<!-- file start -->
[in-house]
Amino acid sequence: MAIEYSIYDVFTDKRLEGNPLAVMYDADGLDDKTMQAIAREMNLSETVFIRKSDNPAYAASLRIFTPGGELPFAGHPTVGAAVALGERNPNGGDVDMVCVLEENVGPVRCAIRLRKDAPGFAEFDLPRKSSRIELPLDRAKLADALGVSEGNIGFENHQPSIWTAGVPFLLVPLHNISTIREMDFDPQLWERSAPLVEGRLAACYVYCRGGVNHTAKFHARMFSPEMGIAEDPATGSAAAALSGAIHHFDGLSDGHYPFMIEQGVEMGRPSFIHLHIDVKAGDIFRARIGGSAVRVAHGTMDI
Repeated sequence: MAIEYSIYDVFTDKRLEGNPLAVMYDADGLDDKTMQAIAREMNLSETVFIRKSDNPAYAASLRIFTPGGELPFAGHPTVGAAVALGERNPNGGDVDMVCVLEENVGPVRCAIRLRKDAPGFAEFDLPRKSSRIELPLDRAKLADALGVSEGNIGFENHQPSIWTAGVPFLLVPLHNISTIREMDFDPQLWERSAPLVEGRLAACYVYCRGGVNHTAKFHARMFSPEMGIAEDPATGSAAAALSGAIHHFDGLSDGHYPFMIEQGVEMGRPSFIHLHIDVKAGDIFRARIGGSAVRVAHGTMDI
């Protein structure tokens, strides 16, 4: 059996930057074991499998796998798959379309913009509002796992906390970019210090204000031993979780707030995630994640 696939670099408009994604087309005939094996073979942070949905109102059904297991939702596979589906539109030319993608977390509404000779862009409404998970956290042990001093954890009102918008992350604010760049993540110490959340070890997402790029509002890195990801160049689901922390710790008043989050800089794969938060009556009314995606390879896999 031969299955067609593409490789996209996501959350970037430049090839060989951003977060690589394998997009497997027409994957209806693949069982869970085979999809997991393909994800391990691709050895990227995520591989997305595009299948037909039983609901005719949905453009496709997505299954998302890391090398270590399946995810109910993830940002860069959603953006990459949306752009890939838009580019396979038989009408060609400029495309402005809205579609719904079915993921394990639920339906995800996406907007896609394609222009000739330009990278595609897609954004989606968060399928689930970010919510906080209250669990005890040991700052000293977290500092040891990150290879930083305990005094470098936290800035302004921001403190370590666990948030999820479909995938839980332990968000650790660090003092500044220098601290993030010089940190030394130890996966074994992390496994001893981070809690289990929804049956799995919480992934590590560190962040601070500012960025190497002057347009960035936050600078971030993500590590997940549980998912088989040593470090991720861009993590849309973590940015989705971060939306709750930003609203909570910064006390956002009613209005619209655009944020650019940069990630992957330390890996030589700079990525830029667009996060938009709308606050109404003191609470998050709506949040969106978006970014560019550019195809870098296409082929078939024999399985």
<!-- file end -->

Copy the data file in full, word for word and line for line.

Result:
[in-house]
Amino acid sequence: MAIEYSIYDVFTDKRLEGNPLAVMYDADGLDDKTMQAIAREMNLSETVFIRKSDNPAYAASLRIFTPGGELPFAGHPTVGAAVALGERNPNGGDVDMVCVLEENVGPVRCAIRLRKDAPGFAEFDLPRKSSRIELPLDRAKLADALGVSEGNIGFENHQPSIWTAGVPFLLVPLHNISTIREMDFDPQLWERSAPLVEGRLAACYVYCRGGVNHTAKFHARMFSPEMGIAEDPATGSAAAALSGAIHHFDGLSDGHYPFMIEQGVEMGRPSFIHLHIDVKAGDIFRARIGGSAVRVAHGTMDI
Repeated sequence: MAIEYSIYDVFTDKRLEGNPLAVMYDADGLDDKTMQAIAREMNLSETVFIRKSDNPAYAASLRIFTPGGELPFAGHPTVGAAVALGERNPNGGDVDMVCVLEENVGPVRCAIRLRKDAPGFAEFDLPRKSSRIELPLDRAKLADALGVSEGNIGFENHQPSIWTAGVPFLLVPLHNISTIREMDFDPQLWERSAPLVEGRLAACYVYCRGGVNHTAKFHARMFSPEMGIAEDPATGSAAAALSGAIHHFDGLSDGHYPFMIEQGVEMGRPSFIHLHIDVKAGDIFRARIGGSAVRVAHGTMDI
């Protein structure tokens, strides 16, 4: 059996930057074991499998796998798959379309913009509002796992906390970019210090204000031993979780707030995630994640 696939670099408009994604087309005939094996073979942070949905109102059904297991939702596979589906539109030319993608977390509404000779862009409404998970956290042990001093954890009102918008992350604010760049993540110490959340070890997402790029509002890195990801160049689901922390710790008043989050800089794969938060009556009314995606390879896999 031969299955067609593409490789996209996501959350970037430049090839060989951003977060690589394998997009497997027409994957209806693949069982869970085979999809997991393909994800391990691709050895990227995520591989997305595009299948037909039983609901005719949905453009496709997505299954998302890391090398270590399946995810109910993830940002860069959603953006990459949306752009890939838009580019396979038989009408060609400029495309402005809205579609719904079915993921394990639920339906995800996406907007896609394609222009000739330009990278595609897609954004989606968060399928689930970010919510906080209250669990005890040991700052000293977290500092040891990150290879930083305990005094470098936290800035302004921001403190370590666990948030999820479909995938839980332990968000650790660090003092500044220098601290993030010089940190030394130890996966074994992390496994001893981070809690289990929804049956799995919480992934590590560190962040601070500012960025190497002057347009960035936050600078971030993500590590997940549980998912088989040593470090991720861009993590849309973590940015989705971060939306709750930003609203909570910064006390956002009613209005619209655009944020650019940069990630992957330390890996030589700079990525830029667009996060938009709308606050109404003191609470998050709506949040969106978006970014560019550019195809870098296409082929078939024999399985």